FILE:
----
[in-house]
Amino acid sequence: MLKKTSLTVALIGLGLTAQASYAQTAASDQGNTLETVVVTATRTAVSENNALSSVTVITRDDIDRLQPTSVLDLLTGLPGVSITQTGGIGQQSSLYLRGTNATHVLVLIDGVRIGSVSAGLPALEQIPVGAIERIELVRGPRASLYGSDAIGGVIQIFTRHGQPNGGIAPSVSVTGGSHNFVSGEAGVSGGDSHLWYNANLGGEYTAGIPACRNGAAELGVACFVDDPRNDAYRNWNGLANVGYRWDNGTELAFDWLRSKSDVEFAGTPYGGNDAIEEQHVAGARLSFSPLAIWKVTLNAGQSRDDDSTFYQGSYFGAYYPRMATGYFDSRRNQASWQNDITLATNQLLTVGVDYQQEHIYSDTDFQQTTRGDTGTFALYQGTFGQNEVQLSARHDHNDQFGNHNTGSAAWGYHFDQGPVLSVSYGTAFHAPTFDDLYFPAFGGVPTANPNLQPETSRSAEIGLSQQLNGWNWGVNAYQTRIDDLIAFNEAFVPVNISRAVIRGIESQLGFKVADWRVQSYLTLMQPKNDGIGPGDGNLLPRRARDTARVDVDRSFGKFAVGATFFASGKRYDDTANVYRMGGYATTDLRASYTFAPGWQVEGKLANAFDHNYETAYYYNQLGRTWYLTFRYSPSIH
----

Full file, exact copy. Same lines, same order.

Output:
[in-house]
Amino acid sequence: MLKKTSLTVALIGLGLTAQASYAQTAASDQGNTLETVVVTATRTAVSENNALSSVTVITRDDIDRLQPTSVLDLLTGLPGVSITQTGGIGQQSSLYLRGTNATHVLVLIDGVRIGSVSAGLPALEQIPVGAIERIELVRGPRASLYGSDAIGGVIQIFTRHGQPNGGIAPSVSVTGGSHNFVSGEAGVSGGDSHLWYNANLGGEYTAGIPACRNGAAELGVACFVDDPRNDAYRNWNGLANVGYRWDNGTELAFDWLRSKSDVEFAGTPYGGNDAIEEQHVAGARLSFSPLAIWKVTLNAGQSRDDDSTFYQGSYFGAYYPRMATGYFDSRRNQASWQNDITLATNQLLTVGVDYQQEHIYSDTDFQQTTRGDTGTFALYQGTFGQNEVQLSARHDHNDQFGNHNTGSAAWGYHFDQGPVLSVSYGTAFHAPTFDDLYFPAFGGVPTANPNLQPETSRSAEIGLSQQLNGWNWGVNAYQTRIDDLIAFNEAFVPVNISRAVIRGIESQLGFKVADWRVQSYLTLMQPKNDGIGPGDGNLLPRRARDTARVDVDRSFGKFAVGATFFASGKRYDDTANVYRMGGYATTDLRASYTFAPGWQVEGKLANAFDHNYETAYYYNQLGRTWYLTFRYSPSIH